The New Year has been dealt a massive blow, is ‘Bollywood’ listening?
The onerous task of giving the film-industry- misconceived as ‘Bollywood’, a term that suits fans of glitter and commerce- a slice of his talent was Om Puri’s journey, his purpose and, the only ambition he relished adding new colours to his magnanimous journey as he left so many mourning unexpectedly. Not too surprising that, he worked incessantly hard and all the while, going from one movie to another akin to a bullet train that seems nowhere near reaching its final station.
If he was boisterous in Jaane Bhi Do Yaaron, he was unpardonably funny in TV series ‘Kakka Kahin’. If he was at his intense best in ‘Aakrosh’ and gritty in ‘Ardha Satya’, then he was absolutely hilarious in ‘Chachi 420’. There was a staid elegance and conniving charm at the same time that helmed interesting cinematic challenges to further the Ambala-born actor’s craft. On top of it, the sonorous but exciting voice! It wasn’t just a voice that signalled that the actor who possessed a cerebral brain picking choicest and most acerbically enticing challenges was a cool cat who knew his game. Rather it was the guide helping the curious voyager in him to ferry his boat to farther seas. That it made intense visitations in ‘City of Joy’, ‘East is East’ and ‘Charlie Wilson’s War’ wasn’t just pleasant reassurance of Om Puri’s remarkable global footprint but indicative of his desire to test himself amidst Cinema’s changing undercurrents that, outwardly seemed to have always worked for ‘fresh faces’.
Om Puri’s passing is terrible in many ways
Unless you haven’t stepped into a larger world, away and beyond the one that tends to stop at the Amitabh Bachchan junction of greatness, there’s no possibility of you realising that in Naseeruddin Shah, Paresh Rawal and Om Puri, India fancied it’s long-cherished trinity. This was a golden triangle of sorts that up until, January 5, 2017- revved up to the resplendent joy of seeing three icons of Indian cinema do what they did best: acting!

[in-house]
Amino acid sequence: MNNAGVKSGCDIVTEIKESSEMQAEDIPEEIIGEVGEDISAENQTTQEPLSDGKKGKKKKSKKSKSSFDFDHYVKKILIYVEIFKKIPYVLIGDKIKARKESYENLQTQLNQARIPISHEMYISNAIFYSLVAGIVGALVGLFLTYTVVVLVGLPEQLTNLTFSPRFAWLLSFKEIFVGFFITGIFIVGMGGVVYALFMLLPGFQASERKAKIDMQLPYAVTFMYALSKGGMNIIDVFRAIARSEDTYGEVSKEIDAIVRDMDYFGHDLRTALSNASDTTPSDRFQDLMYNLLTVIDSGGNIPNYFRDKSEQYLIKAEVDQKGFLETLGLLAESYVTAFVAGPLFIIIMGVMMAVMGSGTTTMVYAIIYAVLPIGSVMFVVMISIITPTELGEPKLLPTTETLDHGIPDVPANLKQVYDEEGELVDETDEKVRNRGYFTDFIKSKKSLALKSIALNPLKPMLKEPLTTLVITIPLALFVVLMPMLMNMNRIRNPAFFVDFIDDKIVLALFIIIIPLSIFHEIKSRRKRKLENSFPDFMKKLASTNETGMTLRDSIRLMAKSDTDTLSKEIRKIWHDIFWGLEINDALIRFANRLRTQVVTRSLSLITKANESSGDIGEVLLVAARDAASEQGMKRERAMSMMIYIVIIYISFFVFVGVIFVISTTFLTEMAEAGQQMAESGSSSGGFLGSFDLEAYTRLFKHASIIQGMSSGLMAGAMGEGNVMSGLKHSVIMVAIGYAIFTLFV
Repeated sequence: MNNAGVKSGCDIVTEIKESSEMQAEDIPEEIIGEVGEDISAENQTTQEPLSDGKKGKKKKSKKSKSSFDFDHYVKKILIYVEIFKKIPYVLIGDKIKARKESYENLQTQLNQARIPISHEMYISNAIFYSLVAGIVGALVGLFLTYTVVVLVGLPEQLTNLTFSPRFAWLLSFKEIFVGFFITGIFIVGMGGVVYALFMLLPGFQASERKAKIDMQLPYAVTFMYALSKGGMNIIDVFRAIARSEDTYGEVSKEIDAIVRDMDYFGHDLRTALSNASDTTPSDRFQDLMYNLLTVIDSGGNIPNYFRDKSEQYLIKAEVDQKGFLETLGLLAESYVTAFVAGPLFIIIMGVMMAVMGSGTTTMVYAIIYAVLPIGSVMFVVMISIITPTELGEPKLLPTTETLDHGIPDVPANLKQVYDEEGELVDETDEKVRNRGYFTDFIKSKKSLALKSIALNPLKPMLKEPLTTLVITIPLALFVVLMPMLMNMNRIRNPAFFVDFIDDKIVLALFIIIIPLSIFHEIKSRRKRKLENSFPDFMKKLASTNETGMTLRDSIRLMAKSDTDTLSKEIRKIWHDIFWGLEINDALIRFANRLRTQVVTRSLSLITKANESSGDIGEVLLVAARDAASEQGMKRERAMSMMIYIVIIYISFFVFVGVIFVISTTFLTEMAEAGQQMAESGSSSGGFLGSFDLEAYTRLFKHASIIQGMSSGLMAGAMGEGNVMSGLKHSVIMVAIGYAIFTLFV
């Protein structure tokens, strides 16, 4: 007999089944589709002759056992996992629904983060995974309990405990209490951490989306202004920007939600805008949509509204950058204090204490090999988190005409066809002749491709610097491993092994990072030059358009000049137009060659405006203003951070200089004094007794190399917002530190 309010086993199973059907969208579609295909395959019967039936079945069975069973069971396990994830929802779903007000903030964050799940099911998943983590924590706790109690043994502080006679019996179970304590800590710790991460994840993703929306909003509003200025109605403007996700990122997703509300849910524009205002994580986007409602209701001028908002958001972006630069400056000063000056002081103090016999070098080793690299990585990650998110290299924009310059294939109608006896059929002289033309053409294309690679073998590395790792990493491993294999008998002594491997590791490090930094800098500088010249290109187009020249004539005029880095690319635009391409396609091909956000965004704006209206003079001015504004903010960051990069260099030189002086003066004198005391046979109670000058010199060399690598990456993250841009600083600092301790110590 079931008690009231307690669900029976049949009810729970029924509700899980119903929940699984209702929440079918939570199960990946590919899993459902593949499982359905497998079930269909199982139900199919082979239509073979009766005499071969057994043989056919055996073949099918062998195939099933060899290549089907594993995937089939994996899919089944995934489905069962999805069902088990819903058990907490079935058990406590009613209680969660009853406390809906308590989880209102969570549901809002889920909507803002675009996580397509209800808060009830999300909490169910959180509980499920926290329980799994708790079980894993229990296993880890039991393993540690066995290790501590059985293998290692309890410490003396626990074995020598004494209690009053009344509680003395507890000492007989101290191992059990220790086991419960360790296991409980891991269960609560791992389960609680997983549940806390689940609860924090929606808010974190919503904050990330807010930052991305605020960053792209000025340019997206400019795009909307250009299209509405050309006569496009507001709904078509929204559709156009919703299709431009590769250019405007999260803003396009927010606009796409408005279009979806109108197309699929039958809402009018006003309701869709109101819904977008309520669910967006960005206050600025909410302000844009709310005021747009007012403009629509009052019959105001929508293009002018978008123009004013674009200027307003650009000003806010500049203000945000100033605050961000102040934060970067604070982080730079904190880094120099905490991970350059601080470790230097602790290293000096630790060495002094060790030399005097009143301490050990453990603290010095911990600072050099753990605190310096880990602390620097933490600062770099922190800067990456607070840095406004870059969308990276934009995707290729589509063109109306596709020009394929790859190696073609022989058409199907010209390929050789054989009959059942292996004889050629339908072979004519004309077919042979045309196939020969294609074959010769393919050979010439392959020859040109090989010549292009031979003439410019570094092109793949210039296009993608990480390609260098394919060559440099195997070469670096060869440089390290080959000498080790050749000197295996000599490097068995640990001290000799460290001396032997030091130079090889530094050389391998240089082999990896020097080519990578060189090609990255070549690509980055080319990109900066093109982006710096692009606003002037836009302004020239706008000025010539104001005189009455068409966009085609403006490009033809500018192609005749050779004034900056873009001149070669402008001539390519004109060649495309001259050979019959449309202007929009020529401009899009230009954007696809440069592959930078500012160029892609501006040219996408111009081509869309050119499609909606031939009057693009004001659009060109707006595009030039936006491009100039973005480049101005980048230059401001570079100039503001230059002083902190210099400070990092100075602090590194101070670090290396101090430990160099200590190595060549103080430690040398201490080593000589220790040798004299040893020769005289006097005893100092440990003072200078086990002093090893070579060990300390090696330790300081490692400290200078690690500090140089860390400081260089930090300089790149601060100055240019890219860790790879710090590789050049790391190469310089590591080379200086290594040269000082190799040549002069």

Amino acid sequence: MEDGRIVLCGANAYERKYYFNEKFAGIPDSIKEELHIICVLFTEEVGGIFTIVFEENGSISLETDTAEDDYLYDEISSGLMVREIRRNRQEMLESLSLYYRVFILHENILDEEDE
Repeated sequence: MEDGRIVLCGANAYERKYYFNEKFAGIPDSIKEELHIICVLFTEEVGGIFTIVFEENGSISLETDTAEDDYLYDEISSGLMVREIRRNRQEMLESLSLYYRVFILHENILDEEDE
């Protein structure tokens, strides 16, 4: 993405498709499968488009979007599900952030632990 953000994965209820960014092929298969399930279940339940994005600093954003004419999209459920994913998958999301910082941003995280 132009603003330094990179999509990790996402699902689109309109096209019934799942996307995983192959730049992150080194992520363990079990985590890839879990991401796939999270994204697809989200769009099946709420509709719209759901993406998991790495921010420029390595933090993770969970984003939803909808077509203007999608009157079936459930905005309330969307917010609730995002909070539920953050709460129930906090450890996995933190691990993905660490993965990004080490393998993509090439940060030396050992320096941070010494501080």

That there would be a grin, a strangely odd one, perhaps signalling the descent of gloom in Nasser ‘Sahab’s world with his good friend gone will find familiar echo of pain in the world of Paresh Rawal, undeniably a legend who’s often denied his due, a bit like Om Puri!
Odd enough then, the book that was finally expected to unveil the man behind the varying masks of brilliance called Om Puri, did very little to please fans, not least the actor himself, who remained bitter and annoyed by Nandita Puri’s telling revelation of her husband of 8 months.
As a man he had perhaps ‘lost it’, as many said, but as an actor, he was intrinsically involved in the only process that gave him as much pleasure as delight in talking about it in circles where cinema was appreciated and art, adored: making movies.
Well! You may have gone silent here sir, but please do not cease from surprising your visitors up there wherever you are with your daring and love for experimentation. In the end, that’s if there’s one philosophically speaking, you went citing the reason that you may have wanted your fans to experience your vacuum: heart-ache! It hurts, really! But you’ll be missed Sir!